I share my own mom guilt associated with breastfeeding failure and discuss the myth that nursing comes naturally to all women.
I’ve watched a lot of women breastfeed. It never looked fun, but it did look relatively easy. My girlfriends would so effortlessly pick their kids up, blindly pop them under their nursing cover, and carelessly prop them up with a single arm, using the other to sip coffee or eat their lunch. I assumed there would be a bit of a learning curve, sure. But breastfeeding is always celebrated as being natural and inherent, both for baby and for mom, it couldn’t possibly take too much effort and mom guilt to figure it out. Until it took everything in me and more.
My Mom Guilt and Breastfeeding Failure Story
Before baby arrived, I was prepared AF. I spent all of my time listening to podcasts, reading books, texting my doula a MILLION questions, and watching YouTube videos on latching. I dreamt about that first latch after baby and my skin to skin (see my story on my birth plan here), and had built it up to be a magical, beautiful moment suspended in time. Baby looking into my eyes, nestled tightly against my breast, solidifying a bond I had built and dreamed about for the past 9 months and beyond (AKA, no mom guilt in the picture). But that’s not really what happened.
Our first “latch” right after delivery wasn’t effortless, at all. Cue the mom guilt. It was awkward, quick and I guess just “good enough” since baby wasn’t expected to need any real nourishment from me right away after birth. And honestly, because I had lost so much blood (and was TOTALLY delirious), I barely remember it at all. What I do remember are all of my (MANY) my attempts at breastfeeding in the days and weeks to come.
After my doula went home, I was basically left to try to figure out breastfeeding myself every time E cried. Let’s just say it didn’t go so well. Poor E screamed the ENTIRE night at the hospital (kudos to my hubby for holding the little bean so mom over here could sleep), probably because he was hangry AF. Every attempt I made to put him on the breast was met with a total meltdown. I ended up having to have the nurse hand-express my breast at 2 AM, meaning she had to forcefully squeeze my nipple for about 40 minutes at a time. FML. All that pain for about a teaspoon of the coveted colostrum for babe (aka. the early thick breast milk). Parents reading this right now can probably relate to this level of mom guilt.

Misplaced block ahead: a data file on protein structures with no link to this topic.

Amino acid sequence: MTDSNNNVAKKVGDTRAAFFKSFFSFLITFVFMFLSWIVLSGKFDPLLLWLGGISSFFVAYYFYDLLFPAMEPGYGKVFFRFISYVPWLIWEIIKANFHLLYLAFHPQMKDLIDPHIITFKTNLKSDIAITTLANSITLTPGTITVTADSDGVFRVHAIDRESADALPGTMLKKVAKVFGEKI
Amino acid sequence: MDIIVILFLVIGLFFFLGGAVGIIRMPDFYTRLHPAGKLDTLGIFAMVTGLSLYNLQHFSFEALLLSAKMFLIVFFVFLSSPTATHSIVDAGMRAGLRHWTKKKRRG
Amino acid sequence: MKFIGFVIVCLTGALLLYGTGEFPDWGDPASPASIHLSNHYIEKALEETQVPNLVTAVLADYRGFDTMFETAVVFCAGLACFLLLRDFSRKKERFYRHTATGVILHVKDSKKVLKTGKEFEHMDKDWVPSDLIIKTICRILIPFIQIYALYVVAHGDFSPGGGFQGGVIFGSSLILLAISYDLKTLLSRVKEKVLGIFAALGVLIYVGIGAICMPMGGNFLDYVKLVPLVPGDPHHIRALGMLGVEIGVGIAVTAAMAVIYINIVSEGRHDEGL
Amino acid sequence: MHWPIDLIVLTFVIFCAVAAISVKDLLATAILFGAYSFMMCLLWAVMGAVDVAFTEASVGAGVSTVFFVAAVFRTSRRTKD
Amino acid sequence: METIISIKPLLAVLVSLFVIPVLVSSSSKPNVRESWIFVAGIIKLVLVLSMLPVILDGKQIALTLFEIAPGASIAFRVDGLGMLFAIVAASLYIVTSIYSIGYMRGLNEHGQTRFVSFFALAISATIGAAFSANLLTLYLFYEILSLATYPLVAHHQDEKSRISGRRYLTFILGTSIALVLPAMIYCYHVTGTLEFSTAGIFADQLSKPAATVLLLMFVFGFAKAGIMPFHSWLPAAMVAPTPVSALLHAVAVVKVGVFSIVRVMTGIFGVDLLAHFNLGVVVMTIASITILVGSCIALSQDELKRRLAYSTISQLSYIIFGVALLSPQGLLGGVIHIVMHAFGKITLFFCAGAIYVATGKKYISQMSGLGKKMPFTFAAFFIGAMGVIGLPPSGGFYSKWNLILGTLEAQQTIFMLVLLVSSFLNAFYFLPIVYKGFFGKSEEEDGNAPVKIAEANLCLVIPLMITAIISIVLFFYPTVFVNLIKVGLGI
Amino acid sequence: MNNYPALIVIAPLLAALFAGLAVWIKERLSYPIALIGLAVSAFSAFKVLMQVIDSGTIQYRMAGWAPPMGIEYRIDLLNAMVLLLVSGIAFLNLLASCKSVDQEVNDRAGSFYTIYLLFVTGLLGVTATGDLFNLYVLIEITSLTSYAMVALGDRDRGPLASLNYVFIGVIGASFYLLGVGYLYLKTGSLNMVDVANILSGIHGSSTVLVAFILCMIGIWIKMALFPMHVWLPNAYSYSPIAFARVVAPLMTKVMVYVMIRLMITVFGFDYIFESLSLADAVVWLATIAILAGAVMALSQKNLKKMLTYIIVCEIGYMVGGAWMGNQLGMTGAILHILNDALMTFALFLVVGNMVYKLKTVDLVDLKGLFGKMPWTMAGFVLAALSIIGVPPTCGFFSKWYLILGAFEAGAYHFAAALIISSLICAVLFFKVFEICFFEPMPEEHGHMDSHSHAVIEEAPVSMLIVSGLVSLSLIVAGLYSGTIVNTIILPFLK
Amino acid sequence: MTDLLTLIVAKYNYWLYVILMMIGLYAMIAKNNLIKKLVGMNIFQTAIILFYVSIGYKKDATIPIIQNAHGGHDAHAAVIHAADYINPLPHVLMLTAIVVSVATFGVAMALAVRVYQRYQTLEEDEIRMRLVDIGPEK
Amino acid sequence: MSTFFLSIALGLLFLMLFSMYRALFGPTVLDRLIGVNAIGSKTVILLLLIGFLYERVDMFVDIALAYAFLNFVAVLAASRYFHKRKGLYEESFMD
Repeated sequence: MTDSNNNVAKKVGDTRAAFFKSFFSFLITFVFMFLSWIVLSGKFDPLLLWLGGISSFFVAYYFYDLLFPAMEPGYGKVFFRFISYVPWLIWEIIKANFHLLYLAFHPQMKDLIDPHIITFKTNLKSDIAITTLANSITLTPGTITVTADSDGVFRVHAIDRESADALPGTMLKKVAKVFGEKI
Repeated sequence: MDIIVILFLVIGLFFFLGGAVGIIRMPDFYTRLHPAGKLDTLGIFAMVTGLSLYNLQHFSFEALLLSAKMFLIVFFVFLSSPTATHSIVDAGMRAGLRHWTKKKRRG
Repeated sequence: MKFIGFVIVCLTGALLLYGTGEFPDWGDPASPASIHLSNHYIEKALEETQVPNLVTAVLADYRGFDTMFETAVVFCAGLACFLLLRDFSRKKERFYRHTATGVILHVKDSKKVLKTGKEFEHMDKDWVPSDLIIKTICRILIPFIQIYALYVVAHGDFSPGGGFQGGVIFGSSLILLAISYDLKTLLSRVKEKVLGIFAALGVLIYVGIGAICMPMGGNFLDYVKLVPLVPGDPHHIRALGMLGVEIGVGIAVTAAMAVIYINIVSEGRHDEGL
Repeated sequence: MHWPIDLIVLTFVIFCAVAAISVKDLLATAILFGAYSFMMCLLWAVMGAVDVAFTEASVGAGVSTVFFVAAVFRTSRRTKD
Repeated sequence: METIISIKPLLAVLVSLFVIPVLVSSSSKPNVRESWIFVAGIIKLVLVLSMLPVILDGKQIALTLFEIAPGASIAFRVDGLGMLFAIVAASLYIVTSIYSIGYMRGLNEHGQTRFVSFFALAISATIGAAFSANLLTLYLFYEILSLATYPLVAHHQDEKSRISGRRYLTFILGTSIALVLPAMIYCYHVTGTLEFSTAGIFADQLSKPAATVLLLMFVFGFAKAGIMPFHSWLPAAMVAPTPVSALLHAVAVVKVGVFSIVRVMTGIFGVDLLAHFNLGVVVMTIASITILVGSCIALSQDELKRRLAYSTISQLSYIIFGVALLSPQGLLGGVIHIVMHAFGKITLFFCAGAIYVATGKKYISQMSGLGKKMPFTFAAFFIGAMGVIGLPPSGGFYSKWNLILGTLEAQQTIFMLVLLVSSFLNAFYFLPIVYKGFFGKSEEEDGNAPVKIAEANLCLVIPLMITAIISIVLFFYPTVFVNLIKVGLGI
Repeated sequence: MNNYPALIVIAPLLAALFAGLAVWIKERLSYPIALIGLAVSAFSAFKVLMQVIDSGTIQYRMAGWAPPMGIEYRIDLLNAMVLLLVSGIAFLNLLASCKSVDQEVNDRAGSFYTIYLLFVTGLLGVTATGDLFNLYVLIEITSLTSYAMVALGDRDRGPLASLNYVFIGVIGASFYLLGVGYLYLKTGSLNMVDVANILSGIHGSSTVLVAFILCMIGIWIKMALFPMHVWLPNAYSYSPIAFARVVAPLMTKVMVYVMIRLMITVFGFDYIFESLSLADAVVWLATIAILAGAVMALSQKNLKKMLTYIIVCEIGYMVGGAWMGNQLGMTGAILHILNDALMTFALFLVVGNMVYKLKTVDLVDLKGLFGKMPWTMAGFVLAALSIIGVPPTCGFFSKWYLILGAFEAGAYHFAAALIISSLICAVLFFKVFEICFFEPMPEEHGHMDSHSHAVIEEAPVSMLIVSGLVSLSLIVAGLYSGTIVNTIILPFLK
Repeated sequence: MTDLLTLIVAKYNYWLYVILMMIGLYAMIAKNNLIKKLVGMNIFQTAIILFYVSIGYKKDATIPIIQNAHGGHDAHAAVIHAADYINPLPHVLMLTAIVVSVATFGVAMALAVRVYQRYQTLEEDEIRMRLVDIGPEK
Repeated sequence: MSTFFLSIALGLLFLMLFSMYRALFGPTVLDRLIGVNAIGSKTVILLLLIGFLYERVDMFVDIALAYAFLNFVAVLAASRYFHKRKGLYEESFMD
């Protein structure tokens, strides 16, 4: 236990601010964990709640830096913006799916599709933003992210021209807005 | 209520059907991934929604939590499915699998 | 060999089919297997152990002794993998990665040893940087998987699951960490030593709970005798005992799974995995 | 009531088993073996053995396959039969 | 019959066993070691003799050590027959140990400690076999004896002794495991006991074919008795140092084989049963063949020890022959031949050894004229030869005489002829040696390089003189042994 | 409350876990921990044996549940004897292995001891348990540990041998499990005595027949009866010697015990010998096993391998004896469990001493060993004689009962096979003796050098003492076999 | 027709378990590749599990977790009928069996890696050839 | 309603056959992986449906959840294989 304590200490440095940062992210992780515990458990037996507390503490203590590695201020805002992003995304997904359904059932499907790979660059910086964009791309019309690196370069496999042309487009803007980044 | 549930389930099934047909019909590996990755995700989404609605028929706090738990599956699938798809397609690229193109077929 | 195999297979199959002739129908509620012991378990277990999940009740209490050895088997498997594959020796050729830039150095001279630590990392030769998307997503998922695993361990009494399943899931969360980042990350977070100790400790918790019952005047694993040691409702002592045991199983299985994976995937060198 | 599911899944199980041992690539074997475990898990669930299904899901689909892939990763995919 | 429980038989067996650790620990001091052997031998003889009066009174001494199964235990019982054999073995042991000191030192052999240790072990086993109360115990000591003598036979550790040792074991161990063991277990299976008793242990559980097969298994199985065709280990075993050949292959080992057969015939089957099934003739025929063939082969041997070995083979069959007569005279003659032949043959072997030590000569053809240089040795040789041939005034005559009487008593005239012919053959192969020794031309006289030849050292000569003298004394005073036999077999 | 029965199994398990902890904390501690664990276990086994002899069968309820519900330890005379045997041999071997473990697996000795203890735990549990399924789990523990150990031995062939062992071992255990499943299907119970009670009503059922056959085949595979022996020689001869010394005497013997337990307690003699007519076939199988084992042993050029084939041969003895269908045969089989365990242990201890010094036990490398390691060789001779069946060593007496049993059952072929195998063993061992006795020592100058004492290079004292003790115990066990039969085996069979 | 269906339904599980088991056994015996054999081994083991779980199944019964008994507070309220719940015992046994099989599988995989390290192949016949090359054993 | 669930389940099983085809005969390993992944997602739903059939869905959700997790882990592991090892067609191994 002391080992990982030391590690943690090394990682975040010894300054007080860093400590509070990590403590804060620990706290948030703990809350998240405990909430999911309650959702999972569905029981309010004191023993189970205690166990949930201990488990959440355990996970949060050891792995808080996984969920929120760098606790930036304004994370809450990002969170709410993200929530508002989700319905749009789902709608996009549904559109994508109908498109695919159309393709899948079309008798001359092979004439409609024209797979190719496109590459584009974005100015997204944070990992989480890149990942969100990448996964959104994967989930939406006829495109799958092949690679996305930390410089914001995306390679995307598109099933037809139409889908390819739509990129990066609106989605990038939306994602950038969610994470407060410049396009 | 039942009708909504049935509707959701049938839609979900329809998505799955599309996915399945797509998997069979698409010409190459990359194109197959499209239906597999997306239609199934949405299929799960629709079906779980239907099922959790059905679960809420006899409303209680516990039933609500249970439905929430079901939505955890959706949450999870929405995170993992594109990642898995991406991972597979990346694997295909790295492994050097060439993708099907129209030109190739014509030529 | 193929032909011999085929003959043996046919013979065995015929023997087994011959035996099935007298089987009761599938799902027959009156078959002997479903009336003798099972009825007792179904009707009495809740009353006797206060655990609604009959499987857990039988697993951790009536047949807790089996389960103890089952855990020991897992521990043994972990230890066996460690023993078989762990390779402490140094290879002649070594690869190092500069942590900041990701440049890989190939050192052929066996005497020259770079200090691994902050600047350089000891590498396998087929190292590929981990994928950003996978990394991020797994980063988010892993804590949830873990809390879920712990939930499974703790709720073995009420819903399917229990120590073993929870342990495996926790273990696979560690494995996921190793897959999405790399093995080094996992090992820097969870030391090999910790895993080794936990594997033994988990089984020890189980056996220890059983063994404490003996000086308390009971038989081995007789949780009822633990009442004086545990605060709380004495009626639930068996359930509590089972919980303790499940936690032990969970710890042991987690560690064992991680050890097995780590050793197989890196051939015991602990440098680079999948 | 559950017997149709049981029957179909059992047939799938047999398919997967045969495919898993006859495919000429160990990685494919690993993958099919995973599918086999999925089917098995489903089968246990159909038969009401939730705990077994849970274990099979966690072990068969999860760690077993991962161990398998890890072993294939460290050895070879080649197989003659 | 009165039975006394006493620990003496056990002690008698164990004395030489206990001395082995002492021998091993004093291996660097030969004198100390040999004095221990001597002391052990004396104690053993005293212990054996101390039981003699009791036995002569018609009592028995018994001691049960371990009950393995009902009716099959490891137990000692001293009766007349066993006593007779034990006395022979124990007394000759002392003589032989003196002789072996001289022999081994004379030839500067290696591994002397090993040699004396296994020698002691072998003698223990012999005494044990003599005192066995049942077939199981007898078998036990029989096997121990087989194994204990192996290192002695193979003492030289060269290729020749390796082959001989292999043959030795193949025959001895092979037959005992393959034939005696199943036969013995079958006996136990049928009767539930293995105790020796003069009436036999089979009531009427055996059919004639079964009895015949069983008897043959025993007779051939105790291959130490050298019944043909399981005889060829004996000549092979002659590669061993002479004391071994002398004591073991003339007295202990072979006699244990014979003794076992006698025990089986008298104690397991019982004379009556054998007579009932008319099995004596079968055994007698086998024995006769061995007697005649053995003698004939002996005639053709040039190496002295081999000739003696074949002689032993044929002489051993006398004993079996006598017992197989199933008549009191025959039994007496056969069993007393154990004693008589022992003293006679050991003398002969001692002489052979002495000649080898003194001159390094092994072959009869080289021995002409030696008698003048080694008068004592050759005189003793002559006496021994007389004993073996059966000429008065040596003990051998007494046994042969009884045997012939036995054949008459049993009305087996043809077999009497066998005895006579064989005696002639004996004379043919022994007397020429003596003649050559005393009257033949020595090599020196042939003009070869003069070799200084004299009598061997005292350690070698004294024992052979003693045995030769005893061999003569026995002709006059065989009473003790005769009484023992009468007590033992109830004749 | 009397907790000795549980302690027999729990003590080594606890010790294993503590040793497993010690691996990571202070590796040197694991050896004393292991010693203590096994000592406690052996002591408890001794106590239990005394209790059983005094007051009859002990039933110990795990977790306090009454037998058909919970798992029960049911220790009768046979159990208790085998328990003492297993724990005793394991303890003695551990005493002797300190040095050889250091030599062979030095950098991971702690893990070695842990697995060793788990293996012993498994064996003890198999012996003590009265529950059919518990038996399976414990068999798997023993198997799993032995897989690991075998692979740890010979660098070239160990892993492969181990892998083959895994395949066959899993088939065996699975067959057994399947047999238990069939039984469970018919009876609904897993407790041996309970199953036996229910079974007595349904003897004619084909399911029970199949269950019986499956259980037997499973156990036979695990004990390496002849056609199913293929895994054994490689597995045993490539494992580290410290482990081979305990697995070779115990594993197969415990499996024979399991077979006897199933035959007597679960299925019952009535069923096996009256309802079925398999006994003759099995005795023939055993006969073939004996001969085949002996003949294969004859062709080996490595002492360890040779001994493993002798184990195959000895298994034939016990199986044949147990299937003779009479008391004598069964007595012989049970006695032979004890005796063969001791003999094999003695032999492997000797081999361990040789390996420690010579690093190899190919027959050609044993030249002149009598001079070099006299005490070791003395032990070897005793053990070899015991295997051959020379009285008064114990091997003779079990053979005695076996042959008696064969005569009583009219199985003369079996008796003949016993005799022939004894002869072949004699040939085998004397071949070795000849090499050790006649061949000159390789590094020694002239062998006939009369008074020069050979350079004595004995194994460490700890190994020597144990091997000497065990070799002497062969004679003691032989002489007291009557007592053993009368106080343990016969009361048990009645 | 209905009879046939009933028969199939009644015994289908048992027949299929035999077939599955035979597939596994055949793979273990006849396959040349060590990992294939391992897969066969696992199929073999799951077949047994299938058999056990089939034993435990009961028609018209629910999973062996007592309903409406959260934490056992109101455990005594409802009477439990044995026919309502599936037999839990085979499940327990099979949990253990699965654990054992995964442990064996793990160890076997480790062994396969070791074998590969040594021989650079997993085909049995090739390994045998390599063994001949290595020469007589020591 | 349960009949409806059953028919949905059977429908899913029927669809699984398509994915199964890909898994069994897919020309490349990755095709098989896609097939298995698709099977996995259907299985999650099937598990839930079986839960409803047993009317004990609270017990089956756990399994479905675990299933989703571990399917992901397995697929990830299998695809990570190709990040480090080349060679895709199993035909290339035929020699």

It was already such a struggle, but I had high hopes for my breastfeeding potential. We had a group breastfeeding class the next day and I was an eager student!
Fast forward to the hospital tutorial where we were all told a kitchy story about the boob being a restaurant (the “breastaurant”) and the milk being the waiter and when the waiter takes his sweet ass time, the customer (my baby) gets pissed. Talk about mom guilt! The lactation consultant then came around and attempted to get everyones baby latched but when she got to me, she said, “your baby is too mucus-y to want to eat.” Yes, E did sound like a English bull dog for the first few weeks of life because he was congested to the max. She then gave him a little saline in his nose and moved onto the next kid. So yah, I still didn’t know what the fuck I was doing.
You got this, Abbey, I told myself constantly, he’s just a little congested. This will get easier once that clears up. Until, again, it didn’t.
We went home later that day and after dealing with terrible mom guilt, super bad nipple pain and a very distraught hangry baby, I picked up my phone and called the first lactation consultant on my list. Yes, I had a pre-meditated list. Being super prepared and type A, I had gathered a list of recommended LC’s from my mom Facebook group for these exact types of emergencies. Miraculously, the LC agreed to come out and see me first thing the next morning, even driving through a terrible ice storm (yes, in April – #Canada).
That night, I was up constantly trying (and failing) to breastfeed little E. He just wasn’t latching. He just wouldn’t stop crying. And while the nurse showed me how to hand-express, I just could never get enough.
I gave into the mom guilt and I ended up having to supplement using formula. My heart broke a bit. Okay, so it broke a lot.
Publicly ask me if there’s any shame in formula feeding and I will scream out, “HELL NO, FED IS BEST!” But when I was left feeling like yet again, my body was failing to do what it was designed to do (echoes from my infertility IVF experience), I couldn’t help but feel a wave of mom guilt. But it was just night two, and my milk wasn’t even expected to be “in” quite yet. It was surely just a matter of time. Plus, help was on the way!